By definition, leaders are individuals who direct or command a group or organization, while managers are responsible for controlling or administering organizations or groups. But these definitions do not accurately highlight the contrast between the two roles. I believe the real difference lies in the approach individuals take to motivating teams to achieve their objectives.

When it comes to looking after a team, one approach is to focus solely on the task at hand, prioritising completion of the job over the feelings of those carrying out the task. Another is an authoritative and political leadership style, indicating an inherent need to be in control, which risks alienating staff. While these approaches may bring success in terms of business achievements, each neglects workforce welfare as well as the importance and benefits of motivating the team.

To make the transition from leader to great leader is to embody the humanistic leadership style. In essence, this means placing people first and seeing employees as partners rather than workers. This creates strong internal cultures and collaborative environments where leaders communicate with their team and share their vision while inviting feedback. Such cultures eliminate internal competition, allowing for professional development without pressure, ultimately leading to a heightened sense of job satisfaction.

In his initial years with Apple, Steve Jobs was criticised in the media for his unconventional management style. It resulted in him losing the support of his employees and their trust in his future vision for the company, and ultimately led to his dismissal from Apple. However, during his second stint at the company, Jobs made important changes to evolve into a great leader by adopting several humanistic approaches, such as developing patience and sensitivity to the physical limits of staff; helping employees in unexpected ways; providing care and advice for their sick family members; and adapting feedback so as to constructive rather than offensive. Now, he is often heralded as one of the most successful and visionary leaders of all time.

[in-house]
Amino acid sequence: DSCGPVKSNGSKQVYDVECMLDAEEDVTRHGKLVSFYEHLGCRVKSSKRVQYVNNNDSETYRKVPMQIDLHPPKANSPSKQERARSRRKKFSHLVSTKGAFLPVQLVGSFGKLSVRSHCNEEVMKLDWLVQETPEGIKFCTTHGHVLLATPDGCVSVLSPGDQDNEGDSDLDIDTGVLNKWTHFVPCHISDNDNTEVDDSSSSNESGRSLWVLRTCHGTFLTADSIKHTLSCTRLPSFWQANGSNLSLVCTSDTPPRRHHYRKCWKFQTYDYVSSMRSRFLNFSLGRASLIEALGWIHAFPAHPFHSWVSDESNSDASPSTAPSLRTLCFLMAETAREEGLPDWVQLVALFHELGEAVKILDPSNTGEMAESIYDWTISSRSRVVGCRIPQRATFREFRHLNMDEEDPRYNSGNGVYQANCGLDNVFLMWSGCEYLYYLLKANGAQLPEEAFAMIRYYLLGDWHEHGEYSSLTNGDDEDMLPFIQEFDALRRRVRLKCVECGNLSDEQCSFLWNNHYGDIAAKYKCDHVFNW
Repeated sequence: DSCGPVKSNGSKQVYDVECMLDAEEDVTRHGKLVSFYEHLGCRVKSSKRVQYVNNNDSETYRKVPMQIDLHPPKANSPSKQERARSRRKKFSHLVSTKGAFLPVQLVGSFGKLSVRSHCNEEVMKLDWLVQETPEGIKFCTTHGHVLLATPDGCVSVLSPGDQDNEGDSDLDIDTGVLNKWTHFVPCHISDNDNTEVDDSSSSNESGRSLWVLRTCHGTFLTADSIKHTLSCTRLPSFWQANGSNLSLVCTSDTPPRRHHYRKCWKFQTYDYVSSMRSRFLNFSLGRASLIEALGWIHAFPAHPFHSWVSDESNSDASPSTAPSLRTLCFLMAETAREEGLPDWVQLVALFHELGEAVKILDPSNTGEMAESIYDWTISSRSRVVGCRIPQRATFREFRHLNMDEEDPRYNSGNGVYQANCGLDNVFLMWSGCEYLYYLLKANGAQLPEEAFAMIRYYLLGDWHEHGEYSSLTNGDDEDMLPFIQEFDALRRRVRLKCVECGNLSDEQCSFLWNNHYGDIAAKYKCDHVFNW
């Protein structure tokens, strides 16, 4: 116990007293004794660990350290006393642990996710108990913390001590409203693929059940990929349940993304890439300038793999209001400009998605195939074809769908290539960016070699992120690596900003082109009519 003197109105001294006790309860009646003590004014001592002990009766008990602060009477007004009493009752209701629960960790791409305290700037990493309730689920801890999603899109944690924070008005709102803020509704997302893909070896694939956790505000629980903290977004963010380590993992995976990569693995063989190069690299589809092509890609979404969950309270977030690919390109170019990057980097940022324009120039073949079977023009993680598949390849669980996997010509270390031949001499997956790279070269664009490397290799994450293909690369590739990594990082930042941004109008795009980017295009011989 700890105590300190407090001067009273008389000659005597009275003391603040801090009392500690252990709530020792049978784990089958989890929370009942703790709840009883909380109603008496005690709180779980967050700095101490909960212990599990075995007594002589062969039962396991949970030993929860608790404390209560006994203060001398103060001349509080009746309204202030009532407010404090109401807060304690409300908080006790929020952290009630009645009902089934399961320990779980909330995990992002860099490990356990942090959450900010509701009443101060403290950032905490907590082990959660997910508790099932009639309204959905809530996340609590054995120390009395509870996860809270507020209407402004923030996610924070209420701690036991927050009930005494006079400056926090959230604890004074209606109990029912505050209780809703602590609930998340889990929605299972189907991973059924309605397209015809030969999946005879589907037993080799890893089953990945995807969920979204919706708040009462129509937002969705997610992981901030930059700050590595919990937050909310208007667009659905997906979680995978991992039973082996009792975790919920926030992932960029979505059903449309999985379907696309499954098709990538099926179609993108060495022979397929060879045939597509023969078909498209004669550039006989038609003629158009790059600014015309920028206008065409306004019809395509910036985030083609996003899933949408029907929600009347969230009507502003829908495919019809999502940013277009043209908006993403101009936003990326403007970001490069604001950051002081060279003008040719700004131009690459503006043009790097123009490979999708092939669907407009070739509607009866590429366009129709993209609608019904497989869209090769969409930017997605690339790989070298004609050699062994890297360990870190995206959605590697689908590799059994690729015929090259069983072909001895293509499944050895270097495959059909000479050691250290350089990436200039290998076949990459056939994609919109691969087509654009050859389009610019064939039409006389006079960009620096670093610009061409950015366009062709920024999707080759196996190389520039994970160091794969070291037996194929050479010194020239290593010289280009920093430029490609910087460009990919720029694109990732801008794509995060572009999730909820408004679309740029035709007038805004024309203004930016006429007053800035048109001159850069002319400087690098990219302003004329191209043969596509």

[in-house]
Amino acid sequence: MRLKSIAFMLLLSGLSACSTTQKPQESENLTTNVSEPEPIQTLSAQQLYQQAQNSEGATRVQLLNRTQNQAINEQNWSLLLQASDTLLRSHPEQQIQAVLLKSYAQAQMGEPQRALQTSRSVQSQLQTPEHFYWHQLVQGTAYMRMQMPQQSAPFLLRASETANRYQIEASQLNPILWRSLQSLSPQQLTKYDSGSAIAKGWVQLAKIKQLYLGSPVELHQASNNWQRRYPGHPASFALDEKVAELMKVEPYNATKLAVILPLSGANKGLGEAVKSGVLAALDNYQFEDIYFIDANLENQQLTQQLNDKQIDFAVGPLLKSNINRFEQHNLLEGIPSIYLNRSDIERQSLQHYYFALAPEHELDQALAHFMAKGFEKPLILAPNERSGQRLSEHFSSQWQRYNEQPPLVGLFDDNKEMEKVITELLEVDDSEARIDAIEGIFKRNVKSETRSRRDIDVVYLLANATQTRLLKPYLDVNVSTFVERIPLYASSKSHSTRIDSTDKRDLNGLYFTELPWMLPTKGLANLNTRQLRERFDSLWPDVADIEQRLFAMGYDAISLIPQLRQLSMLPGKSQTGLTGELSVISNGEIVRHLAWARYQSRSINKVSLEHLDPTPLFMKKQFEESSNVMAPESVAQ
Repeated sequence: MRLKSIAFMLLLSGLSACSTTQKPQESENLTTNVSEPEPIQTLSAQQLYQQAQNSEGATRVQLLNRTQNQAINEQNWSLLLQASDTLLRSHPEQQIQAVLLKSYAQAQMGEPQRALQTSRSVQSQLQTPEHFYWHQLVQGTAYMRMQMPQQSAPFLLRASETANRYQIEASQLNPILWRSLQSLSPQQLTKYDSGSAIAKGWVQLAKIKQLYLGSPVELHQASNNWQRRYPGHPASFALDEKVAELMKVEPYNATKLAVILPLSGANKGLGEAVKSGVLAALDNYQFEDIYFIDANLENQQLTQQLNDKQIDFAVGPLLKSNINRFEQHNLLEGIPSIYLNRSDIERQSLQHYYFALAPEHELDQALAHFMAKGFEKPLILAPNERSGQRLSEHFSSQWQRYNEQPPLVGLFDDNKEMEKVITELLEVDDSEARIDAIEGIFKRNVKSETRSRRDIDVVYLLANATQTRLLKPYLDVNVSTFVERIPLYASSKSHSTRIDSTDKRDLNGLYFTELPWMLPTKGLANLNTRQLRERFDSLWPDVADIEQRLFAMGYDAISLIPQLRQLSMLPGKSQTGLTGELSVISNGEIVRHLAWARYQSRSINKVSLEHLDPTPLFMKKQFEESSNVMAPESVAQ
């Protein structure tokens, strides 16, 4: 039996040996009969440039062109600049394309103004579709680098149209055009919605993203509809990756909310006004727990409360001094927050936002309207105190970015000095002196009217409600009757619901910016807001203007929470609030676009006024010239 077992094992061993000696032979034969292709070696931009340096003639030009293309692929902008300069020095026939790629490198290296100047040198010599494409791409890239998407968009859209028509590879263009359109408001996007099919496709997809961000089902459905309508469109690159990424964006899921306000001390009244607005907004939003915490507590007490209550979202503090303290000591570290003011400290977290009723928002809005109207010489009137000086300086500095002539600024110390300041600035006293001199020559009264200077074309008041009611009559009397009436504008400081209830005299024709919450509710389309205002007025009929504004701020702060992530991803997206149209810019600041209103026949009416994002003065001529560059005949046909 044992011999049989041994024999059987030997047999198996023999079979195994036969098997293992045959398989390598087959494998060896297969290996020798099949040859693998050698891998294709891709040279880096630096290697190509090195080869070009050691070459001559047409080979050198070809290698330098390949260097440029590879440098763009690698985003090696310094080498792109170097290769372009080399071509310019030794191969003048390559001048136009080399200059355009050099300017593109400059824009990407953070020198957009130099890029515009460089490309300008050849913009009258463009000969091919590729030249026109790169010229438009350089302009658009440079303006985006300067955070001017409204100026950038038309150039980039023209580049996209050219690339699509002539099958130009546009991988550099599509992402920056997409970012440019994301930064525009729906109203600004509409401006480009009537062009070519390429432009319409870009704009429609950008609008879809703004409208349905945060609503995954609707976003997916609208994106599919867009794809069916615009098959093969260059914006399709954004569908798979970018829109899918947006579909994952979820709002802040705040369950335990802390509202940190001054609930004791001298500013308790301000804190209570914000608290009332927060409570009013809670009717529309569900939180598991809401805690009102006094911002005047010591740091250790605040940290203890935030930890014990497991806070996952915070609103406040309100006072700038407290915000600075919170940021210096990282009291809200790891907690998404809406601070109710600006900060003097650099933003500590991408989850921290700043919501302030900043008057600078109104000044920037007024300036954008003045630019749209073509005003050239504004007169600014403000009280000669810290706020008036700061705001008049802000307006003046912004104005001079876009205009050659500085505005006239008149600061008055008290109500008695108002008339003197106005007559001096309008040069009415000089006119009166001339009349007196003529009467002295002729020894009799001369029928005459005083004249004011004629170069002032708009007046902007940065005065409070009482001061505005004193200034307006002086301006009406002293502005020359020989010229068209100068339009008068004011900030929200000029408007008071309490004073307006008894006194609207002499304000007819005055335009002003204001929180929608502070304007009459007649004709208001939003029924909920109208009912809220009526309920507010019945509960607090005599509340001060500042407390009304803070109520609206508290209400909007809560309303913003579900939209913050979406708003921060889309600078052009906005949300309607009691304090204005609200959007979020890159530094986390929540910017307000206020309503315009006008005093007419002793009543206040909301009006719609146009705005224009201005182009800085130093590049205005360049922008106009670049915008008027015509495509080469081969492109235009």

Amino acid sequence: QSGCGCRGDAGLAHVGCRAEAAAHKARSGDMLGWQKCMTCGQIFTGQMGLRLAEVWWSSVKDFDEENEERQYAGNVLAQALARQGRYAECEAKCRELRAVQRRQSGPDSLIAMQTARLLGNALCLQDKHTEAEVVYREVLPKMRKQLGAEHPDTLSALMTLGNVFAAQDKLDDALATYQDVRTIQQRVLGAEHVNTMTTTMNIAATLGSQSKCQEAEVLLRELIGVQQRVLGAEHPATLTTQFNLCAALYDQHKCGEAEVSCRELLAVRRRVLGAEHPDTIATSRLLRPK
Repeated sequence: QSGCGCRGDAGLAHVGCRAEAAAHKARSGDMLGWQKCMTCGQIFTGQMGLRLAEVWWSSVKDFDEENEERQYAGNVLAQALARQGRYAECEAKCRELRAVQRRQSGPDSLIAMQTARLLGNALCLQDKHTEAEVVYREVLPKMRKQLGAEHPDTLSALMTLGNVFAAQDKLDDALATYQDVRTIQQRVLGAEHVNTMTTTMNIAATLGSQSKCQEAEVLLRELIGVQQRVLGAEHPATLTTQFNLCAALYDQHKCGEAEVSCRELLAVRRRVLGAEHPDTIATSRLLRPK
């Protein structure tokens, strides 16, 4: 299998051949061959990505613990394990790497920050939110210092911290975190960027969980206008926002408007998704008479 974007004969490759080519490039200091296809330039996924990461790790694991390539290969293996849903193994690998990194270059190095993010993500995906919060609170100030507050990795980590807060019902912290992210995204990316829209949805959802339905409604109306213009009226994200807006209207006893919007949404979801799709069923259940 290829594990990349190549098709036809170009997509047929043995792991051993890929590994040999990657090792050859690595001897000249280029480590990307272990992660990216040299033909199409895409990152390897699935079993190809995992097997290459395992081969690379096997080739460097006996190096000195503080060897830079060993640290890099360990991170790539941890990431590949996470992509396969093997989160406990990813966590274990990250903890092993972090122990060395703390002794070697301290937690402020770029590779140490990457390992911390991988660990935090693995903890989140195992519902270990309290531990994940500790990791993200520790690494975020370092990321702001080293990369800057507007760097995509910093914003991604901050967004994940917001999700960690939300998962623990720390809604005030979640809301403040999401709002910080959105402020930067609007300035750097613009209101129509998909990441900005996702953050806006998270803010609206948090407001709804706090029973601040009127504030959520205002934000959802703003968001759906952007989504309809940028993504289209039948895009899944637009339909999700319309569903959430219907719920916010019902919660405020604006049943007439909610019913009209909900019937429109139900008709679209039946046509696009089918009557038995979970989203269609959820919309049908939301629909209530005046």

A key attribute of a humanistic leader is understanding your own values, beliefs and behaviours, resulting in an authentic and natural leadership style. This in turn feeds into coaching, another crucial element of the approach. By coaching staff, you are positioning yourself as a role model and stepping away from process-led management. By demonstrating skills staff need to progress, you garner greater respect from a team, who become naturally inclined to discuss issues before they become problems, creating a happier, motivated and productive workforce.

Ricardo Semler, CEO of Semco partners in Brazil, is a great example of a humanistic leader. Under his guidance, the one-billion-dollar-a-year company has grown in revenue by 600 per cent in the past decade, thriving during the worst recession in the country’s history. Throughout this significant growth, Semler claims that he has not made a single decision in the company, a direct consequence of the coaching and collaborative culture he has instilled in the organization. At Semco, he leads a radical form of democracy, encouraging questions whilst trusting and enabling people to work in the ways that suit them best.

Great leadership relies on the alignment of your own style and strategy with the culture of the company you are leading. Beyond this, however, a great leader instils in staff the qualities they need to progress so that they themselves can transform into the leaders their company needs. The humanistic leadership approach is crucial for the success of a business, emphasising that firms are more than merely the work they do; they are an environment for employees to thrive and work to the best of their ability.

Craig Nathanson

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